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Written by Pat Saporito

BI Strategy:  BICC, a Key Element to Your BI Program

In the November edition of ACT newsletter, we discussed the importance of a BI Compentency Center to any organization working on taking their BI program to the highest level of competency  ("BI Strategy: BI Competency Centers Take Center Stage...Again.")  In this edition, we will focus on different types of BICC organizational models, visibility and funding and how to get a BICC started or evolve your existing BICC.

BICC Organizational Models

BICCs can take a number of organization forms or models; the most common are the BICC as part of IT, a Virtual BICC, BICC as part of Operations, or a Distributed BICC.  BICC’s often start as out in a distributed or virtual form. Each model has its own pros and cons and your organization is likely to change as it matures. The best model fit for your organization depends on your culture, but one of more models will work in your environment.


BICCs create many improvements in business intelligence and analytics; the top three benefits are:

  • Better collaboration between business and IT, ensuring a business driven BI/analytic strategy
  • Increased use/adoption of BI  and analytic investments through best practices, evangelization and “sand boxes”
  • Improved Data Quality and Data Management, enabling more time for analysis vs. preparation and validation

These three areas should ultimately result in increased revenue, decreased expenses and improved operational efficiency.

Visibility & Funding

BICC’s face a number of challenges but two key related ones are visibility and funding. Having a BICC Champion at the senior management level is a must. But even with an executive champion, the BICC’s  value may not be fully recognized. Define measureable KPIs and communicate them thru a BICC Dashboard or Scorecard for awareness. Most frequently used metrics are in Delivered Return areas such as Pipeline, Cost, Useage and Quality and Operational Performance areas such as Uptime, Load Time, Outage and Education. Post the dashboard on a BICC Wiki or Community; post your charter, tout BI success stories, post upcoming educational courses/webcasts and add links to analytic sandboxes. BICCs that keep awareness of their capabilities and value front and center, struggle far less with funding than those who are not visible.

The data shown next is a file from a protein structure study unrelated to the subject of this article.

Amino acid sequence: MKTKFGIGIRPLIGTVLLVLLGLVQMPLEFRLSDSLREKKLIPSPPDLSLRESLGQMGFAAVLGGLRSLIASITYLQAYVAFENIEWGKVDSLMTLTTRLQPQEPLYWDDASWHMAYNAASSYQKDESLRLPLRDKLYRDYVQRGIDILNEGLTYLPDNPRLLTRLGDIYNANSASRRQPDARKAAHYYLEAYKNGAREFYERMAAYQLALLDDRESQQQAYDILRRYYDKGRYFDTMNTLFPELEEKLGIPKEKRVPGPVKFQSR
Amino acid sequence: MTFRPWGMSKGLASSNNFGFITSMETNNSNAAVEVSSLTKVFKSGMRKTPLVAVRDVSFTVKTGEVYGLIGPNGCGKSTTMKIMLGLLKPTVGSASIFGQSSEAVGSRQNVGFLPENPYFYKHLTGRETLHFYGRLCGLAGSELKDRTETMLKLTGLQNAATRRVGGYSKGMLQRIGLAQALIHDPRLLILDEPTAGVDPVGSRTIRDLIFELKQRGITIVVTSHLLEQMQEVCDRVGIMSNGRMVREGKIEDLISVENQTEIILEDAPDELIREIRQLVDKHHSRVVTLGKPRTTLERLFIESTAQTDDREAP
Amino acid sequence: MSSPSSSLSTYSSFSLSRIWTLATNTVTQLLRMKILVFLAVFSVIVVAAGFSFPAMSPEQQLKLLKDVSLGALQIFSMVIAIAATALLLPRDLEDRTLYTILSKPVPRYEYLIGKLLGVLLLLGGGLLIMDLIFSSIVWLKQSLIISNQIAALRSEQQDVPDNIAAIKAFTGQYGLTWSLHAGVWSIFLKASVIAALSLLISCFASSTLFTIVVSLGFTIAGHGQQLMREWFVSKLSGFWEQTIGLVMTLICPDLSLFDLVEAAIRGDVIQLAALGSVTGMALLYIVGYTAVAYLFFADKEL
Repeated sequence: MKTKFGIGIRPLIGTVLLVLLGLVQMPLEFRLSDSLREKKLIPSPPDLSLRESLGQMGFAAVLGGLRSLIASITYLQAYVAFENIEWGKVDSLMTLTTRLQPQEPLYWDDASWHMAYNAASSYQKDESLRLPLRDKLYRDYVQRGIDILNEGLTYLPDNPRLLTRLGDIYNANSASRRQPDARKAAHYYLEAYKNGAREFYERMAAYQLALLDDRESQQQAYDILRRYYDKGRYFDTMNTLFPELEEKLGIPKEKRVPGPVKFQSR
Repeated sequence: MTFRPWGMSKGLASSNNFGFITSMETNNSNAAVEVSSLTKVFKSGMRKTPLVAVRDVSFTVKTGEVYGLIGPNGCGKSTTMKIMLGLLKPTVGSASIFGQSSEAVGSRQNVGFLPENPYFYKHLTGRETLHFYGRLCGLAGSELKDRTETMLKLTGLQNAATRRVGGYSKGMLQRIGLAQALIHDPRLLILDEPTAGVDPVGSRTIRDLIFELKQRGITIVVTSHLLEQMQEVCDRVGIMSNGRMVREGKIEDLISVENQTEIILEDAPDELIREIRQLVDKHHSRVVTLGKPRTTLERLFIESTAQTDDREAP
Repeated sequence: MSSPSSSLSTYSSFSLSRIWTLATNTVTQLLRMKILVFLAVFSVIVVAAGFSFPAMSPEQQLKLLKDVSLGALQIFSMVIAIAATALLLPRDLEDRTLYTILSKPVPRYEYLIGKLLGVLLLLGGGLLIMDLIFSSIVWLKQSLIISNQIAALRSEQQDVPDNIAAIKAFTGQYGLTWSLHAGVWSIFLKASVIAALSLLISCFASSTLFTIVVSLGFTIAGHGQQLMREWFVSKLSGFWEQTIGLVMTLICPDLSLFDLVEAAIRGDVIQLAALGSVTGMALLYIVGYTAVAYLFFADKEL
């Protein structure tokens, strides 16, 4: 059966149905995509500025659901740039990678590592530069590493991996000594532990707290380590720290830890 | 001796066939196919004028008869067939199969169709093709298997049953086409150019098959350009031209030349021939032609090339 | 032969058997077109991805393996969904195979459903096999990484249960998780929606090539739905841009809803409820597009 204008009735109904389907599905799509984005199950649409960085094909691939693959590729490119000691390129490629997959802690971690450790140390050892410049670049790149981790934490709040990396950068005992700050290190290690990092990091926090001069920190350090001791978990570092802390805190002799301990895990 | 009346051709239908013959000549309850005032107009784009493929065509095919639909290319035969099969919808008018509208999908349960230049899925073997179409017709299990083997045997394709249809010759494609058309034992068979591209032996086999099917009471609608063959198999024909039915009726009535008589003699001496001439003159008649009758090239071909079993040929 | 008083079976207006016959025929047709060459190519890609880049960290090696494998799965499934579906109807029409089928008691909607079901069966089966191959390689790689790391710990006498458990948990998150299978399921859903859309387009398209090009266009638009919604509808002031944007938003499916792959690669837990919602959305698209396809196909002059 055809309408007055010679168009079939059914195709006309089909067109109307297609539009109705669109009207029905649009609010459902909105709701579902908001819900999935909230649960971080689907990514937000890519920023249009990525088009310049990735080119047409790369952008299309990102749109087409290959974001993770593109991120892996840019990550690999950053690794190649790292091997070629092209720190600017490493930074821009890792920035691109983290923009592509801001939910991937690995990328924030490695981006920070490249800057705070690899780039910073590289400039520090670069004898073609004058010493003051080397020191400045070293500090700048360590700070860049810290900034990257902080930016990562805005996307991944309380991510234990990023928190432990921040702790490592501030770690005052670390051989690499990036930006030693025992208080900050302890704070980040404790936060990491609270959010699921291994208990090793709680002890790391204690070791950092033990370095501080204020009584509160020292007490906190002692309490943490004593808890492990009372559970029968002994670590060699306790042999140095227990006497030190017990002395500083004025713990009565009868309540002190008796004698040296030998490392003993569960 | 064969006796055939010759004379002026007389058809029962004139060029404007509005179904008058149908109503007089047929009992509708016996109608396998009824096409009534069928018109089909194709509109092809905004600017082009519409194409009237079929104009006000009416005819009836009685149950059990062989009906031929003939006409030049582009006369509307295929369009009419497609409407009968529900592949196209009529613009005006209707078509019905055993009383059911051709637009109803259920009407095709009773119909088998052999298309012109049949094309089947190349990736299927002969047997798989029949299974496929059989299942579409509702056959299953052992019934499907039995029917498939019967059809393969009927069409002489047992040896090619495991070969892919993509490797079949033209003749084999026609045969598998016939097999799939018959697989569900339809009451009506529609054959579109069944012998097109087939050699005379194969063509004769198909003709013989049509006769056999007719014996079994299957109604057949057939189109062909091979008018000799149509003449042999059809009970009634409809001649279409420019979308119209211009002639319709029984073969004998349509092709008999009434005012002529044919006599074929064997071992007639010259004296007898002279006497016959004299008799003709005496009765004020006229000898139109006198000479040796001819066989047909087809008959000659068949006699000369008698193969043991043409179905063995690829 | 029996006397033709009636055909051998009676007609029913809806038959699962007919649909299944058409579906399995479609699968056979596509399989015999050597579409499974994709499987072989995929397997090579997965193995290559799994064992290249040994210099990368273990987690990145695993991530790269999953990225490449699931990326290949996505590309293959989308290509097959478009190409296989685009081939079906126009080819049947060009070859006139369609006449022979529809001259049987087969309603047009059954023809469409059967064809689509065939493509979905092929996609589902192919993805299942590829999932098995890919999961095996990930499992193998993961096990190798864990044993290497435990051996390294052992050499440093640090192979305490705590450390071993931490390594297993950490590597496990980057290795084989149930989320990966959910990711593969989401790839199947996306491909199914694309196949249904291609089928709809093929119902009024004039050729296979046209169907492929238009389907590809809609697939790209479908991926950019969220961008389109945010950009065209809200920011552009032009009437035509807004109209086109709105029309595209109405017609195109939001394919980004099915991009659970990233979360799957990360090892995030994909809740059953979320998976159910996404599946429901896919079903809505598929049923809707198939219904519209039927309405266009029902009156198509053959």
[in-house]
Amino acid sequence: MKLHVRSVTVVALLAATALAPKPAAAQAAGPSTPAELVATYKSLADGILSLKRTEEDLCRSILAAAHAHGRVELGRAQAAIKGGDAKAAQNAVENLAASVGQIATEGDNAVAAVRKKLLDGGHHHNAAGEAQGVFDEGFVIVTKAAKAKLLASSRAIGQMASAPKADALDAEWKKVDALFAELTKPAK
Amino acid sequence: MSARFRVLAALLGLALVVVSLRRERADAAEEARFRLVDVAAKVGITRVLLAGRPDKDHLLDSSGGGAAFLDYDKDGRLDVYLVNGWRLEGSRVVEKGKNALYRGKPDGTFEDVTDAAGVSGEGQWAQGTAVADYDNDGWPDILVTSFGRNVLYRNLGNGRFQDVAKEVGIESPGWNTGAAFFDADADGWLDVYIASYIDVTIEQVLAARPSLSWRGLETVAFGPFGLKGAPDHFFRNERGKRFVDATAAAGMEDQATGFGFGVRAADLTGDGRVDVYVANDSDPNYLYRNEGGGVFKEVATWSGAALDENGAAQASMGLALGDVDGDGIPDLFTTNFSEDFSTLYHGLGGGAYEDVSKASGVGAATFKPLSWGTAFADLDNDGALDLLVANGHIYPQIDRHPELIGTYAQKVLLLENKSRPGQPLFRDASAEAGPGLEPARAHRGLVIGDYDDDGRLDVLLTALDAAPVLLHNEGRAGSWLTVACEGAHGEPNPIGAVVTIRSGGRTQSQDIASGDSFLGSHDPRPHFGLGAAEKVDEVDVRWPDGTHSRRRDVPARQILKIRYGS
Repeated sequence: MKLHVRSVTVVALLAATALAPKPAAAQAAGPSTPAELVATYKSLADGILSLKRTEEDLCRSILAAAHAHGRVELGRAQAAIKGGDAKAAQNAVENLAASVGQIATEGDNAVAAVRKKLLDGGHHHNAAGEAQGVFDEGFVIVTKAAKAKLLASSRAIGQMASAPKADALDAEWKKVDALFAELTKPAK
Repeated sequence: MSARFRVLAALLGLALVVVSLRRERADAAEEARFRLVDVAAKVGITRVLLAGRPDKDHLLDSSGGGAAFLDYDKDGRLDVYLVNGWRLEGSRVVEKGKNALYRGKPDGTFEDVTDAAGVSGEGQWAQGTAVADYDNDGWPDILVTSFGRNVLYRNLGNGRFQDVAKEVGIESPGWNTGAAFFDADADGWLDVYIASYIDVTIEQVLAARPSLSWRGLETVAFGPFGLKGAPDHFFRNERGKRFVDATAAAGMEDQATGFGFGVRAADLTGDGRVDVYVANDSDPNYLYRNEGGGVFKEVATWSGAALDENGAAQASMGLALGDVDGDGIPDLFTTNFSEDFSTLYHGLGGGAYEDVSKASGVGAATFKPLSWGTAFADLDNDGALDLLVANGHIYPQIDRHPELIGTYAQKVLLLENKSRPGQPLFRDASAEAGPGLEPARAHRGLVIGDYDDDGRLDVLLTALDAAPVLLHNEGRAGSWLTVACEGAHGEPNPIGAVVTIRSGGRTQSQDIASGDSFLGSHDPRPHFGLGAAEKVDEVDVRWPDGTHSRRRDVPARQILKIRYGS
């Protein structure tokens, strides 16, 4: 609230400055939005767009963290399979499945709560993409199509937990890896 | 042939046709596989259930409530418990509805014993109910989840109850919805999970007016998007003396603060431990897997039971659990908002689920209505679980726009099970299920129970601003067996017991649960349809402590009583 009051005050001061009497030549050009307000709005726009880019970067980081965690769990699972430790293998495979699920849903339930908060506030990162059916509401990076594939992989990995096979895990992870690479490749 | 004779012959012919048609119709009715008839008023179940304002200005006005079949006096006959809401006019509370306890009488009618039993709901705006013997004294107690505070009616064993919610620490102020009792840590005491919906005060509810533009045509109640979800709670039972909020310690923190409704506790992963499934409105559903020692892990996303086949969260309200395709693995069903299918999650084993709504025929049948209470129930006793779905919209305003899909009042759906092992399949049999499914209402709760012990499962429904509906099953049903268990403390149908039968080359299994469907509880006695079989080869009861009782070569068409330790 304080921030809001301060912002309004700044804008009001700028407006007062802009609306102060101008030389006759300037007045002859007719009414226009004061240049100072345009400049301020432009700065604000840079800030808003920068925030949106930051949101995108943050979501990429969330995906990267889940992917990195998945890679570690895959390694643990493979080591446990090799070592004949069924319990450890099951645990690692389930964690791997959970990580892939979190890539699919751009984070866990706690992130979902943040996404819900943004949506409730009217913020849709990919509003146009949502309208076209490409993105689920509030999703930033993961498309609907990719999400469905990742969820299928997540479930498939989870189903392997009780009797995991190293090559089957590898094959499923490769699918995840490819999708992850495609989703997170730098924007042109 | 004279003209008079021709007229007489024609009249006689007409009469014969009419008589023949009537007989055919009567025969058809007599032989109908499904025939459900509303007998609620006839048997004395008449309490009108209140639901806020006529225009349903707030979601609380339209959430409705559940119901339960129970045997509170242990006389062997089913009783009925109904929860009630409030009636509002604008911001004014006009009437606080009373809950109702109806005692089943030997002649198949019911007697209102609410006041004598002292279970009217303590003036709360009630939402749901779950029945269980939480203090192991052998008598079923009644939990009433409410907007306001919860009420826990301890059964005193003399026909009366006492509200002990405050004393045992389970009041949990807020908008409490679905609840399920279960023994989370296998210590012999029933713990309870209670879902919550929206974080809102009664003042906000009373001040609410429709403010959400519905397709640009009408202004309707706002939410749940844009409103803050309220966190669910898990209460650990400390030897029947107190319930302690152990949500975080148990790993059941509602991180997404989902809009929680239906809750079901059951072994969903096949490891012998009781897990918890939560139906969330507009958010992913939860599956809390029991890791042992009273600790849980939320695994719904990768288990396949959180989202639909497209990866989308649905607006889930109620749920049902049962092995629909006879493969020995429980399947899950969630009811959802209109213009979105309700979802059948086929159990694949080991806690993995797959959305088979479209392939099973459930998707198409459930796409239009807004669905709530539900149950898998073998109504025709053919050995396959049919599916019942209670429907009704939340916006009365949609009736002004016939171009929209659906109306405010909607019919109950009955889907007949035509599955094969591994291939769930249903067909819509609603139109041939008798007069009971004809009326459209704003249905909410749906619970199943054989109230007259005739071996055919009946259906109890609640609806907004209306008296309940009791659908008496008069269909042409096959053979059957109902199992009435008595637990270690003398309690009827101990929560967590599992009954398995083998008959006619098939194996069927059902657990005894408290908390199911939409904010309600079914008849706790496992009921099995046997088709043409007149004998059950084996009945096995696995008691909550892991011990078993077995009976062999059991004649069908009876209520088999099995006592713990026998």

Forming or Evolving Your BICC

If you don’t have a BICC, then you need the basics of building an organization. 

  • Find an executive champion
  • Define your charter/mission
  • Decide on your form, define roles and fill with the right candidates.
  • Layout a roadmap for the BICC, initial vs. near future state
  • Launch the BICC, focusing on defining your strategy and documenting/amassing current BI related standards and processes

If you already have a BICC, evaluate what you need to do to take it to the next level. Conduct a BICC Assessment as part of an annual BI Strategy review.

  • Review your current and projected 18 months business intelligence capabilities with the business areas. Identify pains/issues and rank them based on anticipated business value
  • Review your current BICC state addressing governance, program management, education, support, etc.  Assess your current level both of existence and completeness of these capabilities.  Rank areas for improvement based on anticipated business value.
  • Review gaps in your current BI Strategy and BICC; identify areas of improvement and rank them  
  • Create a BI Strategy and BICC Roadmap to close the gaps.